And so it ends. Exactly one year to the day that the Canucks had their season ended in Game 6 of the second round, the Blackhawks dispatched them once more. It was different this time though. While the Canucks came out of last year’s series feeling they’d let one slip away from them, there were no questions about it in this series: the better team won, and Vancouver got spanked. They lost all three games on home ice in embarrassing fashion, and outside of their dominating performance in Game 1, never looked like they even had a chance.
Their faults were clear throughout the first round. Really, we should have all seen it coming: questionable defensive depth, up-and-down goaltending, a disappearing second line, and most damning, a lethal combination of poor penalty-killing and a lack of discipline. All of this was apparent against Los Angeles. But there was something about the way they came back and beat the Kings that was just so intoxicating, it made me believe they could overcome these issues. It’s foolish to think, but it’s part of being a fan.
Unfortunately the Blackhawks, no matter how many warts they may have shown in their own first round series, are not the Kings. They have a deeper offense and better high-end defensemen. Still, there was reason to believe they could be beaten. Though their young core were all one year older, they got weaker on the back-end between last year’s series and now. They lost Cam Barker, then lost their Barker replacement. This time around, Brent Sopel would be a regular. The Canucks lost Willie Mitchell, sure, but they had a top-end goalie who was out for blood. Last year was a battle, but this…this was war. It didn’t matter in the end. Whatever adjustments the team made over the past season were all for nought. This was war. And war? War never changes.
Now come the questions. Is Roberto Luongo overrated? The obvious answer is yes, but I don’t think so. He has a reputation as one of the league’s top goalies, a reputation he has not lived up to these past two seasons. But it is a reputation he earned. For five months in the winter of 2007, he was without question the single best goaltender on the planet. It is a shame his skills were wasted on a team that had absolutely no offensive ability, and a cruel irony that he failed to live up to expectations in a year when the Canucks could finally out-score their problems. Gold medal aside, this has been a very rough year for Luongo. Just like in the regular season, there were moments of brilliance in his playoff performance this year, but too often they were bookended by nervous, shaky and at times awful play.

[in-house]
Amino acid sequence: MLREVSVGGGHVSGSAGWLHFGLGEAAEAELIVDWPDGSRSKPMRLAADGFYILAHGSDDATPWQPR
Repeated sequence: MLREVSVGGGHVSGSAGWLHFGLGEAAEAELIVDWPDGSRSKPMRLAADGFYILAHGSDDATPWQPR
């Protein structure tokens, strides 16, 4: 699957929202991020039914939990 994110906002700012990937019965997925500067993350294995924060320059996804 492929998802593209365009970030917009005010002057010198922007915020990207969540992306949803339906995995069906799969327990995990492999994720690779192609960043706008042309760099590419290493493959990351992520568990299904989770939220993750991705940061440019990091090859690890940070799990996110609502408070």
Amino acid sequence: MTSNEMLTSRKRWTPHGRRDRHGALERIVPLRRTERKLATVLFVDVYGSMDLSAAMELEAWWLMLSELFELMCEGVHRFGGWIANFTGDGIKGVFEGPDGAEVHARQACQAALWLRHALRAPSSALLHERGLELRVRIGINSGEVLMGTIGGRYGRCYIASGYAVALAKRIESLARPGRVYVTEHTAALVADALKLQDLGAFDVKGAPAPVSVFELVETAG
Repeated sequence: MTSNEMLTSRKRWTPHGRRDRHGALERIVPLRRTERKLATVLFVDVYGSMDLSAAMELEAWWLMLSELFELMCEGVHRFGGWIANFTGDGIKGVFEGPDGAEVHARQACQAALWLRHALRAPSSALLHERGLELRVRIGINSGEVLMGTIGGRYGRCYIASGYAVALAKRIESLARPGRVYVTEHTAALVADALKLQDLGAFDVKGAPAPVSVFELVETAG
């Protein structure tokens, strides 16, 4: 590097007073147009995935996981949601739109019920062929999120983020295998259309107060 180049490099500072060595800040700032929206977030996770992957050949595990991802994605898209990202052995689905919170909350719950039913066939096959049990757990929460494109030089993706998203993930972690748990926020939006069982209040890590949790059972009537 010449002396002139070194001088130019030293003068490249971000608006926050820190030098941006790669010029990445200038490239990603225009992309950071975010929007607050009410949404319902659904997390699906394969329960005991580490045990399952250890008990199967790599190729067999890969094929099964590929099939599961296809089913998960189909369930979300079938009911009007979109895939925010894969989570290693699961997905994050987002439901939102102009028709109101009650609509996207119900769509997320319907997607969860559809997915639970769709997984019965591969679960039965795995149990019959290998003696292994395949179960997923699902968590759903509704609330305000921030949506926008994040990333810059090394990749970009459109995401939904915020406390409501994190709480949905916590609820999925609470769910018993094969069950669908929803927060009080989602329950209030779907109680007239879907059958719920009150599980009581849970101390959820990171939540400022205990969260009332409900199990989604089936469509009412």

When he’s on his game, he’s still one of, if not the best. But it’s becoming increasingly easy to rattle him, and no one throws him off his game better than the Blackhawks. I don’t buy the hype that “Dustin Byfuglien is in his head”, but the crease presence of the Blackhawks does get him to stop focusing on stopping pucks and start looking to the refs for interference calls. The ref will help, or he won’t — looking to him while the puck is in play is only going to break your focus. As much as the Canucks need to be better at keeping the traffic away from out front, this practice of his needs to stop now for him to take this team to the next level. Vancouver doesn’t have a Chris Pronger, or a Drew Doughty, or a Duncan Keith. They don’t have a true #1 defenseman. But when you sink that much money into goaltending, you’re not supposed to need one.
It is too easy to pin it all on the goaltender though, when this team’s failings lie primarily on the defense. It doesn’t even matter that they lost Game 6, honestly. Without Alex Edler they would never have had a sniff at taking #7. This is a team that was supposed to have eight or nine NHL quality defensemen on the back-end, but between injuries (Mitchell, Rome, Lukowich, Baumgartner) and attitudes (Mathieu Schneider) that number was reduced considerably by the time the season was on the line. Assume for a moment that the Canucks had managed to force Game 7. While you’re at it, imagine if you will that Sami Salo could not play through his…well, whatever was wrong with his balls. Without Edler and without Salo, the Canucks would have been forced to dress a defense corps of Christian Ehrhoff, Shane O’Brien, Kevin Bieksa, Andrew Alberts, Lawrence Nycholat and Evan Oberg. Atrocious.